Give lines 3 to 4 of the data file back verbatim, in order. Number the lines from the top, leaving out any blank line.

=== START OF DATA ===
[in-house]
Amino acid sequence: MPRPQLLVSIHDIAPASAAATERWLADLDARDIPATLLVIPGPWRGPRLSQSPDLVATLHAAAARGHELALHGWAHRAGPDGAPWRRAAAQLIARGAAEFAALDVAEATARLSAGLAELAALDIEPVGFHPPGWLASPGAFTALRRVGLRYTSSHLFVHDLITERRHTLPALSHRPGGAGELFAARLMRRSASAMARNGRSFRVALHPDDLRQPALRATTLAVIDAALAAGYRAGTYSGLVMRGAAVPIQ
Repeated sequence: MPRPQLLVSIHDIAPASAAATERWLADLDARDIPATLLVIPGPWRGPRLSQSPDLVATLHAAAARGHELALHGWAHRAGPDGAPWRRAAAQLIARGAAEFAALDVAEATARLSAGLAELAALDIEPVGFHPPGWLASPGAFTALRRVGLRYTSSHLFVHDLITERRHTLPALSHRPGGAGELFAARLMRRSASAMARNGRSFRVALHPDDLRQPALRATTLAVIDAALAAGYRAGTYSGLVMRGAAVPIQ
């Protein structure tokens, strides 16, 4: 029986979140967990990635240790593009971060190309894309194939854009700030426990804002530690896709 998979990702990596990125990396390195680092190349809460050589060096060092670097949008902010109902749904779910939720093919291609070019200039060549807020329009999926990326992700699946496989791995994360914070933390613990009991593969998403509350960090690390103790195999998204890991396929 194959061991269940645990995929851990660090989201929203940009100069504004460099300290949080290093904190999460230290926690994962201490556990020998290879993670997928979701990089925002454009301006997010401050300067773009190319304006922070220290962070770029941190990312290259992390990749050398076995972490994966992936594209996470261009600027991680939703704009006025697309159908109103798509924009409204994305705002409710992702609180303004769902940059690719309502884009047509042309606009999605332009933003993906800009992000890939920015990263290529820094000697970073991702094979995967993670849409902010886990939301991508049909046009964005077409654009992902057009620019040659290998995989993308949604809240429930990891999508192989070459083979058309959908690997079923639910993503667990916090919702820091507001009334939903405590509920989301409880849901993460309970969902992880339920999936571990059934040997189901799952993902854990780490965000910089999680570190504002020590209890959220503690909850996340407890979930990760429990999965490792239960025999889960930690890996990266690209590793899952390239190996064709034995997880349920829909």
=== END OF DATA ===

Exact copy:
Repeated sequence: MPRPQLLVSIHDIAPASAAATERWLADLDARDIPATLLVIPGPWRGPRLSQSPDLVATLHAAAARGHELALHGWAHRAGPDGAPWRRAAAQLIARGAAEFAALDVAEATARLSAGLAELAALDIEPVGFHPPGWLASPGAFTALRRVGLRYTSSHLFVHDLITERRHTLPALSHRPGGAGELFAARLMRRSASAMARNGRSFRVALHPDDLRQPALRATTLAVIDAALAAGYRAGTYSGLVMRGAAVPIQ
């Protein structure tokens, strides 16, 4: 029986979140967990990635240790593009971060190309894309194939854009700030426990804002530690896709 998979990702990596990125990396390195680092190349809460050589060096060092670097949008902010109902749904779910939720093919291609070019200039060549807020329009999926990326992700699946496989791995994360914070933390613990009991593969998403509350960090690390103790195999998204890991396929 194959061991269940645990995929851990660090989201929203940009100069504004460099300290949080290093904190999460230290926690994962201490556990020998290879993670997928979701990089925002454009301006997010401050300067773009190319304006922070220290962070770029941190990312290259992390990749050398076995972490994966992936594209996470261009600027991680939703704009006025697309159908109103798509924009409204994305705002409710992702609180303004769902940059690719309502884009047509042309606009999605332009933003993906800009992000890939920015990263290529820094000697970073991702094979995967993670849409902010886990939301991508049909046009964005077409654009992902057009620019040659290998995989993308949604809240429930990891999508192989070459083979058309959908690997079923639910993503667990916090919702820091507001009334939903405590509920989301409880849901993460309970969902992880339920999936571990059934040997189901799952993902854990780490965000910089999680570190504002020590209890959220503690909850996340407890979930990760429990999965490792239960025999889960930690890996990266690209590793899952390239190996064709034995997880349920829909």